Revival of craft from the villages of Gujarat - Ikat Patola Saree

India has a rich tradition of art and crafts, and the villages of Gujarat have been at the forefront of this tradition. The Ikat Patola Sarees is a prime example of the revival of the crafts of the villages of Gujarat. The resurgence of this craft has been the result of the efforts of a few passionate individuals who have been working tirelessly to revive the art and craft of this region. 

The word "patola" comes from the Sanskrit word "patola," which means "to weave." The Patola Saree is made from silk and is known for its intricate designs and vibrant colors. The saree is considered a symbol of wealth and status and was traditionally worn by royalty and wealthy families.

The art of Patola weaving involves a labor-intensive process of tying and dyeing the silk threads before weaving them into the fabric. The process is done by skilled artisans who use natural dyes to create intricate designs and patterns on the fabric.

Ikat Patola Sarees are a unique creation of the Patan region of Gujarat. The word 'Ikat' comes from the Indonesian word 'mengikat,' which means to tie or bind. The art of Ikat weaving involves tying and dyeing the threads before weaving them into the fabric. Patola Sarees are a type of Ikat saree, which are made from silk and feature intricate patterns and designs.

The history of Patola Sarees dates back to the 12th century when the Solanki rulers of Gujarat patronized this art form. It was considered a symbol of wealth and prosperity and was only worn by the royal families and the affluent sections of society. However, with the advent of industrialization and the decline of the handloom industry, the art of Patola saree weaving slowly began to disappear.

The Patola Sarees was once a thriving industry in Gujarat, but the decline of the handloom industry and the rise of synthetic fabrics led to a decline in the demand for Patola Sarees. The art of Patola weaving was in danger of dying out.

However, in the 1970s, a few passionate individuals, like the Salvi family, started working towards preserving this art form. They set up a workshop to train weavers and to revive the traditional methods of dyeing and weaving. The Salvi family is one of the leading families in the Patola saree weaving industry and has played a significant role in its revival.

The process of making a Patola Saree involves several steps. The first step is to prepare the silk yarns by twisting them into a fine thread. The thread is then wound onto a large wooden frame called a "charkha."

Next, the threads are tied and dyed in a specific pattern using natural dyes such as indigo, turmeric, and pomegranate. The tying and dyeing process is known as "bandhani," and it is done by skilled artisans who use a technique called "ikat."

The ikat technique involves tying the threads in a specific pattern before dyeing them. The threads are tied tightly with a string or a rubber band to prevent the dye from penetrating the tied area. The tied threads are then immersed in a dye bath, and the dye penetrates the un-tied areas, creating a unique design. The tied threads are then carefully untied, and the threads are wound onto bobbins. The threads are then woven together on a traditional pit loom to create the fabric for the saree.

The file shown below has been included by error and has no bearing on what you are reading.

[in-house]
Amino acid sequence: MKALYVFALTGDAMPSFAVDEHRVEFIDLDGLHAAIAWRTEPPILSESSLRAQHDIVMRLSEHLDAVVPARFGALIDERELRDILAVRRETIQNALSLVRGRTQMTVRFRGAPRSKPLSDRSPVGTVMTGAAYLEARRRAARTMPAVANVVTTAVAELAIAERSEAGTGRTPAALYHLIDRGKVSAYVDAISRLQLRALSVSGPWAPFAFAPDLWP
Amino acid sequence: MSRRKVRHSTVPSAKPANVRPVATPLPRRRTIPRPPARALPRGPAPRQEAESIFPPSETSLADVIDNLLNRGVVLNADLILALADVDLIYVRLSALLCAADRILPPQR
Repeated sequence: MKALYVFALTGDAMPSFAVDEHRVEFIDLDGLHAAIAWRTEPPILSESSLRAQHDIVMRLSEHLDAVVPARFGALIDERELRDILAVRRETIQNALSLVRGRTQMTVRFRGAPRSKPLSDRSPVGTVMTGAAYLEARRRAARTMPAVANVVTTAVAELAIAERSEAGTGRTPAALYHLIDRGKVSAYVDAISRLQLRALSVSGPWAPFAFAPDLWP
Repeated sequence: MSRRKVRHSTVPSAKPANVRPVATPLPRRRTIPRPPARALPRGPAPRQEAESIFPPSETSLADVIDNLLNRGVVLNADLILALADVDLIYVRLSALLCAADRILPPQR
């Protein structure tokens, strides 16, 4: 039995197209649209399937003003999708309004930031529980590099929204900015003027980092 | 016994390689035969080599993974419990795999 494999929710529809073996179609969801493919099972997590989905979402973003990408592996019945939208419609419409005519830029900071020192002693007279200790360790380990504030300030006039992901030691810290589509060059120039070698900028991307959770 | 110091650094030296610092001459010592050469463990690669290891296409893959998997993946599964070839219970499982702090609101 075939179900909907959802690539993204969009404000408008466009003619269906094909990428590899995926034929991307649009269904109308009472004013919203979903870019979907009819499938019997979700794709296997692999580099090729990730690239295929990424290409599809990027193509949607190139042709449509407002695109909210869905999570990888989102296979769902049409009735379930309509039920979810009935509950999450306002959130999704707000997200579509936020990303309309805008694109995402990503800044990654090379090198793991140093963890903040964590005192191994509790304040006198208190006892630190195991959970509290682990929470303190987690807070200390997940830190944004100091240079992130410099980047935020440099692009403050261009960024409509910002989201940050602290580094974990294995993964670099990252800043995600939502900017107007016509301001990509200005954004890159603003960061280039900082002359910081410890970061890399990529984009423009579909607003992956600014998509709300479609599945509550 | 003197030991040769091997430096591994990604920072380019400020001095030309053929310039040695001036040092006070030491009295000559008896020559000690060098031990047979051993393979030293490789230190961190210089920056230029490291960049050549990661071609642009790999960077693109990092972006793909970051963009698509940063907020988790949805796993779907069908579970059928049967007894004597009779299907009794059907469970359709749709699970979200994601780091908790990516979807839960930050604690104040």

The weaving process is a slow and time-consuming process that requires skill, patience, and precision. The weavers use a technique called "double ikat," where the warp and weft threads are tied and dyed separately before being woven together. This technique creates a reversible saree with the same pattern on both sides. The finished Patola Saree is a work of art, with intricate designs and vibrant colors. Each saree is unique and takes several months to make. The saree is known for its durability and can last for several years if cared for properly.

Here are a few pieces from the WeaverStory that are a fine example of this beautiful craftsmanship - 


The Patola Saree industry has faced many challenges over the years. The decline of the handloom industry, the rise of synthetic fabrics, and the lack of government support were some of the challenges faced by the industry. However, the industry has been able to overcome these challenges, thanks to the efforts of the weavers and the passion of the individuals who have worked towards preserving this art form. The revival of the Patola Saree industry has not only brought economic opportunities but has also helped to preserve the rich cultural heritage of Gujarat. The art of Patola Saree weaving is an important part of the cultural identity of the region. It is a testament to the creativity, skill, and ingenuity of the people of Gujarat. The revival of this industry has helped to showcase this art form to the world and has helped to promote the rich cultural heritage of Gujarat. The Patola Saree is now recognized as a valuable art form and has gained popularity both in India and abroad. The saree has been showcased in fashion shows and exhibitions around the world, bringing recognition and appreciation to the art of Patola weaving.

Author - Aditi Bapna